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}

Bioinformatics and systems biology : bridging the gap between heterogeneous student backgrounds. / Abeln, S.; Molenaar, D.; Feenstra, K.A.; Hoefsloot, H.C.; Teusink, B.; Heringa, J.

In: Briefings in bioinformatics, Vol. 14, No. 5, 09.2013, p. 589-98.

Research output: Contribution to JournalArticleAcademicpeer-review

TY - JOUR

T1 - Bioinformatics and systems biology

T2 - bridging the gap between heterogeneous student backgrounds

AU - Abeln, S.

AU - Molenaar, D.

AU - Feenstra, K.A.

AU - Hoefsloot, H.C.

AU - Teusink, B.

AU - Heringa, J.

PY - 2013/9

Y1 - 2013/9

N2 - Teaching students with very diverse backgrounds can be extremely challenging. This article uses the Bioinformatics and Systems Biology MSc in Amsterdam as a case study to describe how the knowledge gap for students with heterogeneous backgrounds can be bridged. We show that a mix in backgrounds can be turned into an advantage by creating a stimulating learning environment for the students. In the MSc Programme, conversion classes help to bridge differences between students, by mending initial knowledge and skill gaps. Mixing students from different backgrounds in a group to solve a complex task creates an opportunity for the students to reflect on their own abilities. We explain how a truly interdisciplinary approach to teaching helps students of all backgrounds to achieve the MSc end terms. Moreover, transferable skills obtained by the students in such a mixed study environment are invaluable for their later careers.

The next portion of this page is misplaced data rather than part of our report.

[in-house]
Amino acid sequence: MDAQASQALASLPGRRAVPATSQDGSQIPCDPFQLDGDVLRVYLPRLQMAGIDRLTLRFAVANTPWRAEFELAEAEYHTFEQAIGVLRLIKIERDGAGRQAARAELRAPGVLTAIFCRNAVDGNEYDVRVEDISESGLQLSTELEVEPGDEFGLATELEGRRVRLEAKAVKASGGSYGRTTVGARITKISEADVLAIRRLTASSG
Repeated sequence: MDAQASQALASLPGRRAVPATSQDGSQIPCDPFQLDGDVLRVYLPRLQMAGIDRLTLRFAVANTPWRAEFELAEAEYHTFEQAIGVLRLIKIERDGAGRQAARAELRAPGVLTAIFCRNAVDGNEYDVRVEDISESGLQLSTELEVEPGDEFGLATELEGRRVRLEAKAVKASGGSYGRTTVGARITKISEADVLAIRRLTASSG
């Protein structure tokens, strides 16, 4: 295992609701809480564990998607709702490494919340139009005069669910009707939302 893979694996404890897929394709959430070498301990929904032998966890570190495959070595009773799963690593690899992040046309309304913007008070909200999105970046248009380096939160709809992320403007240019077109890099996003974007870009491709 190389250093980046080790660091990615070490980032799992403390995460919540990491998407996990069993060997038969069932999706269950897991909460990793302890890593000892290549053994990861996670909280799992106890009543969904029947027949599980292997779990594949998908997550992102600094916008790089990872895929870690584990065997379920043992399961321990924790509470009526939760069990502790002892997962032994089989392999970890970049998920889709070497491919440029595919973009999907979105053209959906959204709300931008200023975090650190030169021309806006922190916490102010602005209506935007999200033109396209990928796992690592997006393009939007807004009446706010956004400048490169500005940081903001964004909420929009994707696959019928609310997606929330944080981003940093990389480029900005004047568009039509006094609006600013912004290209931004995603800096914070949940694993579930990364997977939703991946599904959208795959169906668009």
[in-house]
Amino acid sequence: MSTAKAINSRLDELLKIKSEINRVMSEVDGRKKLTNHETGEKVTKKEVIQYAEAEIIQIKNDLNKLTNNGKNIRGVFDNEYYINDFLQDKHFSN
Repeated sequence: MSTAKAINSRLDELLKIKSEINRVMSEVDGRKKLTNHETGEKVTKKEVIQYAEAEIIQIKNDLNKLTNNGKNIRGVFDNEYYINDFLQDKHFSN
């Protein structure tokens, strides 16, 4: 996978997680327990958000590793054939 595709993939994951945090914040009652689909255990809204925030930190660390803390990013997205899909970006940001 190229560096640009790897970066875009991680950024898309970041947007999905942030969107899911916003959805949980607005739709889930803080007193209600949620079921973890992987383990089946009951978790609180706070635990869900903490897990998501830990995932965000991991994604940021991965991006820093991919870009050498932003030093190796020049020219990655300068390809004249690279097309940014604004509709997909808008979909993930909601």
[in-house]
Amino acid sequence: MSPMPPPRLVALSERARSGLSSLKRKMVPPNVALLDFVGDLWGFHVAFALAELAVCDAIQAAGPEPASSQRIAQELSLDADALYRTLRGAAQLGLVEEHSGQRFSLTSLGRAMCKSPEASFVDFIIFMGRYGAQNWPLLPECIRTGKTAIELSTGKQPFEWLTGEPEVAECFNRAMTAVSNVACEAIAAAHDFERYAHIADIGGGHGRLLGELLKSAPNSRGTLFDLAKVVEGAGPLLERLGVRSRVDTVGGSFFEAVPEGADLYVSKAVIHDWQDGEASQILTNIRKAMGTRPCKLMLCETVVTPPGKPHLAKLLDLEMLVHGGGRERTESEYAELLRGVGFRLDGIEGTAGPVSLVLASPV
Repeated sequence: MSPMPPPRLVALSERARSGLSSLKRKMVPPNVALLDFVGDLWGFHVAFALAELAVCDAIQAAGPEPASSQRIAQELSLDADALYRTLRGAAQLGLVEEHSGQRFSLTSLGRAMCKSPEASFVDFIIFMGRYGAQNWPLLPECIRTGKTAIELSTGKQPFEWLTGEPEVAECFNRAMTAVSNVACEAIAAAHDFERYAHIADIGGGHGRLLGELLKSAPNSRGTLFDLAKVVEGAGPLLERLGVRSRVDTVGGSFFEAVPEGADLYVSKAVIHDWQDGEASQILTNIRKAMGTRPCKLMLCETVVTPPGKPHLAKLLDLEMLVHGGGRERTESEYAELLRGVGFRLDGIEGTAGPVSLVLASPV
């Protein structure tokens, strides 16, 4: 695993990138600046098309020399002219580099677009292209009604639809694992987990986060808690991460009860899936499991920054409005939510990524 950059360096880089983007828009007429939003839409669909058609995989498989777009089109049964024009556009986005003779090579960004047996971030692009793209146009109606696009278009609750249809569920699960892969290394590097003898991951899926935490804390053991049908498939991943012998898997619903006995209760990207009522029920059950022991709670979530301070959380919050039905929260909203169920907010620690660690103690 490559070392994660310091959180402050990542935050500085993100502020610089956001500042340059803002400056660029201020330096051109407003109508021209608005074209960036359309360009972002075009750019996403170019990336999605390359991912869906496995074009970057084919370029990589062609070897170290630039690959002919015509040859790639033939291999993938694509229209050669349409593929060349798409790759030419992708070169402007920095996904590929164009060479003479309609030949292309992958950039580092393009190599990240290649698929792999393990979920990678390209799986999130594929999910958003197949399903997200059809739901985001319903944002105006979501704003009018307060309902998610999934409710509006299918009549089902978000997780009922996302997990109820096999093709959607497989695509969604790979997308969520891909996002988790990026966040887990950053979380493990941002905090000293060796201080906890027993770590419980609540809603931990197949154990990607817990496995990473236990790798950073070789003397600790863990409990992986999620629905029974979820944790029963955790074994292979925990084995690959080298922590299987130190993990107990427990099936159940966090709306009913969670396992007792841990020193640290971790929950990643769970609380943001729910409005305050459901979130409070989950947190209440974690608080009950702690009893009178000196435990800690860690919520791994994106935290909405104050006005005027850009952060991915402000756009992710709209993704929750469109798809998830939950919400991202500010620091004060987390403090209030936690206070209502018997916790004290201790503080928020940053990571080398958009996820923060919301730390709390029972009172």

AB - Teaching students with very diverse backgrounds can be extremely challenging. This article uses the Bioinformatics and Systems Biology MSc in Amsterdam as a case study to describe how the knowledge gap for students with heterogeneous backgrounds can be bridged. We show that a mix in backgrounds can be turned into an advantage by creating a stimulating learning environment for the students. In the MSc Programme, conversion classes help to bridge differences between students, by mending initial knowledge and skill gaps. Mixing students from different backgrounds in a group to solve a complex task creates an opportunity for the students to reflect on their own abilities. We explain how a truly interdisciplinary approach to teaching helps students of all backgrounds to achieve the MSc end terms. Moreover, transferable skills obtained by the students in such a mixed study environment are invaluable for their later careers.

KW - Computational Biology

KW - Curriculum

KW - Education, Graduate

KW - Humans

KW - Netherlands

KW - Students

KW - Systems Biology

KW - Journal Article

KW - Research Support, Non-U.S. Gov't

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DO - 10.1093/bib/bbt023

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VL - 14

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JO - Briefings in bioinformatics

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SN - 1467-5463

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ER -